US Senate should swiftly affirm Texan Rashad Hussain as religious freedom ambassador
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Since Roger Williams founded the first U.S. Baptist Church in Rhode Island in 1638, Americans have understood that religious freedom is not only the right thing to do, but for everyone’s benefit as well. Williams believed that forced worship “stank in the nostrils of God.”
When the state forces people to believe something they don’t want, the state violates God’s most precious gift – freedom of conscience – and this creates resentment against the state. Williams’ solution was simple: let people believe what they want and earn greater loyalty to the state. In other words, religious freedom is good for society and for security.
In 1998, Congress unanimously voted to create the post of U.S. Goodwill Ambassador for International Religious Freedom. Religious freedom is not so much a bipartisan issue as it is a non-partisan issue: it’s in the marrow of our bones to stand up for someone’s right to disagree with us. This is what makes us most American.
You should know: we are a 6th generation Texan whose ancestor fought at the Alamo (Bob Roberts), and the fourth of eight Marines in two generations of Seiples, whose father was the first American Ambassador for Freedom international religious (Chris Seiple). Together, we have worked with our government across administrations and politics, working with every religious freedom ambassador and around the world for a religious freedom that protects the conscience and ensures the safety of all citizens.
Soon the US Senate will consider President Joe Biden’s appointment as Goodwill Ambassador for International Religious Freedom, Rashad Hussein, a Texan who grew up in Plano. We have known him and have worked with him for many years. He is a trusted and experienced diplomat and national security expert, having worked to protect our national security in the White House, State Department and Justice Department over the past three presidential administrations, for Democrats and a republican.
For example, Rashad ruled America successful efforts to eliminate the UN resolution on “defamation of religions”, a kind of global blasphemy law. He has led numerous multi-faith delegations and diplomatic missions to places such as the Central African Republic, Egypt, Pakistan, Nigeria and Afghanistan to help protect vulnerable religious communities; and he actively supported visits by religious leaders to Holocaust sites to combat anti-Semitism. He has also worked as a National Security Law Enforcement Officer on counterterrorism issues.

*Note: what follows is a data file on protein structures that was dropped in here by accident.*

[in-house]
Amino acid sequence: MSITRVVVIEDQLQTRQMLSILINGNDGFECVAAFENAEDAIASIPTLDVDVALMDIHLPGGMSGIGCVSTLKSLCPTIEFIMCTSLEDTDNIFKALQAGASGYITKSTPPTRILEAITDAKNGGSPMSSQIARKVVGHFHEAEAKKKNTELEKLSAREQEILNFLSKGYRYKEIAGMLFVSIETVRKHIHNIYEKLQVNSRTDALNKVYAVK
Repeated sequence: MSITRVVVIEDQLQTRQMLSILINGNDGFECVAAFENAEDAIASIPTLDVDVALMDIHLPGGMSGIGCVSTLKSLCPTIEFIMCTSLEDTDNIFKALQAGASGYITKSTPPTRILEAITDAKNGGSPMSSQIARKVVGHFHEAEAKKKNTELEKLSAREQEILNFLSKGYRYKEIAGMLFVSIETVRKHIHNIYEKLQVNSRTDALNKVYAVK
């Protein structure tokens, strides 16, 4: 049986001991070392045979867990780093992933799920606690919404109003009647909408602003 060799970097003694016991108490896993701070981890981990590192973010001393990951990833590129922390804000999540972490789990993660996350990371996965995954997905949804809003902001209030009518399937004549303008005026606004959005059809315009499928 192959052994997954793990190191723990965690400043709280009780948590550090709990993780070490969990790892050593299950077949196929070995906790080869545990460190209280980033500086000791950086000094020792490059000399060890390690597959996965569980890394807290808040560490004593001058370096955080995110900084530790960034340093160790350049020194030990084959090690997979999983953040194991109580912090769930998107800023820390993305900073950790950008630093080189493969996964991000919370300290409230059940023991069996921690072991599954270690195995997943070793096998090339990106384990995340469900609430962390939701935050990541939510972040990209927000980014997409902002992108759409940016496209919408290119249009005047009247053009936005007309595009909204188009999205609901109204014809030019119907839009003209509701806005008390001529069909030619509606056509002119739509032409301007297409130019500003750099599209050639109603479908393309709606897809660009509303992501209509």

That Hussain is a Muslim is a bonus. His service in this role, and his honorable record of public service, exemplify the deep and widespread contributions that American Muslims make to our country on a daily basis, in all walks of life.
As the first Muslim to fulfill this role, Hussain would send a strong signal rejecting the despicable anti-Muslim discrimination, stereotypes and hatred that we have seen in America and abroad. And, it should be noted, he is the ideal person to visibly and vocally defend the rights of religious minorities, especially Christians, in some Muslim-majority contexts who have struggled to promote religious freedom – as we have seen all. throughout his career.
Because of these combined attributes, Hussain has the trust and support of interfaith and civil society groups across religious and political specters, including the United States Commission on International Religious Freedom and Jewish and Christian leaders. We ask for its rapid and unanimous confirmation.
If confirmed in this role, Hussain will be the focal point of America’s struggle against global restrictions on religious freedom, which is reaching an all-time high. The Pew Research Center global study of restrictions on religion found in 2019 that the governments of 180 countries had harassed religious groups in one way or another, and that 57 countries have “high” or “very high” levels of government restrictions on religion. Christians face restrictions in 153 countries around the world, most of all religious groups. Some religious communities are victims of horrific acts of genocide and crimes against humanity, especially in places like China and Myanmar.
The United States was not founded for any particular creed, race, or tribe; it was founded on the truth that all men are created equal and are endowed by their creator with inalienable rights. Roger Williams believed that freedom of conscience was the cornerstone of civilization. As we continue to strive to achieve his vision, one thing is certain: the diversity and vibrancy of our multi-faith, multi-faith society is a source of strength and an example to the world. Hussain will help keep him that way.
Bob Roberts is the founder of GlocalNet, co-founder of Multi-Faith Neighbors Network, Senior Global Pastor at Northwood Church in Keller, and host of the Bold Love podcast.
Chris Seiple is President Emeritus of the Institute for Global Engagement, Senior Fellow at the Jackson School of International Studies at the University of Washington, and Global Policy Advisor to the Executive Leadership of the World Evangelical Alliance.
They wrote this column for The Dallas Morning News.
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